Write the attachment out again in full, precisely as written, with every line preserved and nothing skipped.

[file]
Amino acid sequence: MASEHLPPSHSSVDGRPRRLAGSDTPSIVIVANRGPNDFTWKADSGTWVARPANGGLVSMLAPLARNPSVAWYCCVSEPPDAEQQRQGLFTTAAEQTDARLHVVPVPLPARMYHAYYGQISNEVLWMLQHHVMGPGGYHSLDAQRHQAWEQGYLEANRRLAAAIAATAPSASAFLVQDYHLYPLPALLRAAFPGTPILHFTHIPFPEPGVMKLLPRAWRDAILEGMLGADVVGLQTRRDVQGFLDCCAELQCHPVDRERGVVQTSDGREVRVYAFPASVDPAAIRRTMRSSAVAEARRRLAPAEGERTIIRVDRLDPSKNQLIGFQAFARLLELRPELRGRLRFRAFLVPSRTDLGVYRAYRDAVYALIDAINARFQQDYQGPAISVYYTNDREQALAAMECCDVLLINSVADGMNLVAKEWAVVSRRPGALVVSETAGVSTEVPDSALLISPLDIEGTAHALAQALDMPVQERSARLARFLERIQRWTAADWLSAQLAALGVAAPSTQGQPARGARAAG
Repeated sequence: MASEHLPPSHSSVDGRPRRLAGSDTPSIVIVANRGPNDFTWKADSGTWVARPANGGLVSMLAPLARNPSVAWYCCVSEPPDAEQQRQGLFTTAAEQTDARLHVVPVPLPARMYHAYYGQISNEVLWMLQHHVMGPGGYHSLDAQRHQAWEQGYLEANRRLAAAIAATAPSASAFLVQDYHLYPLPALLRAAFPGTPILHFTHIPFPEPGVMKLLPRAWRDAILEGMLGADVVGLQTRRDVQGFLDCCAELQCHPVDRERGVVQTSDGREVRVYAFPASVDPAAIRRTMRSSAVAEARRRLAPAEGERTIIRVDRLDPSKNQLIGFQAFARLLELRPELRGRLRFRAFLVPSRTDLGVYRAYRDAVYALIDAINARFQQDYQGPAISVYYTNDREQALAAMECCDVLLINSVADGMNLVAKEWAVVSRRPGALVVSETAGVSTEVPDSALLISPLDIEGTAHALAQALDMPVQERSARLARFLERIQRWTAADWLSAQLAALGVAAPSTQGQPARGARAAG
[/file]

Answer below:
Amino acid sequence: MASEHLPPSHSSVDGRPRRLAGSDTPSIVIVANRGPNDFTWKADSGTWVARPANGGLVSMLAPLARNPSVAWYCCVSEPPDAEQQRQGLFTTAAEQTDARLHVVPVPLPARMYHAYYGQISNEVLWMLQHHVMGPGGYHSLDAQRHQAWEQGYLEANRRLAAAIAATAPSASAFLVQDYHLYPLPALLRAAFPGTPILHFTHIPFPEPGVMKLLPRAWRDAILEGMLGADVVGLQTRRDVQGFLDCCAELQCHPVDRERGVVQTSDGREVRVYAFPASVDPAAIRRTMRSSAVAEARRRLAPAEGERTIIRVDRLDPSKNQLIGFQAFARLLELRPELRGRLRFRAFLVPSRTDLGVYRAYRDAVYALIDAINARFQQDYQGPAISVYYTNDREQALAAMECCDVLLINSVADGMNLVAKEWAVVSRRPGALVVSETAGVSTEVPDSALLISPLDIEGTAHALAQALDMPVQERSARLARFLERIQRWTAADWLSAQLAALGVAAPSTQGQPARGARAAG
Repeated sequence: MASEHLPPSHSSVDGRPRRLAGSDTPSIVIVANRGPNDFTWKADSGTWVARPANGGLVSMLAPLARNPSVAWYCCVSEPPDAEQQRQGLFTTAAEQTDARLHVVPVPLPARMYHAYYGQISNEVLWMLQHHVMGPGGYHSLDAQRHQAWEQGYLEANRRLAAAIAATAPSASAFLVQDYHLYPLPALLRAAFPGTPILHFTHIPFPEPGVMKLLPRAWRDAILEGMLGADVVGLQTRRDVQGFLDCCAELQCHPVDRERGVVQTSDGREVRVYAFPASVDPAAIRRTMRSSAVAEARRRLAPAEGERTIIRVDRLDPSKNQLIGFQAFARLLELRPELRGRLRFRAFLVPSRTDLGVYRAYRDAVYALIDAINARFQQDYQGPAISVYYTNDREQALAAMECCDVLLINSVADGMNLVAKEWAVVSRRPGALVVSETAGVSTEVPDSALLISPLDIEGTAHALAQALDMPVQERSARLARFLERIQRWTAADWLSAQLAALGVAAPSTQGQPARGARAAG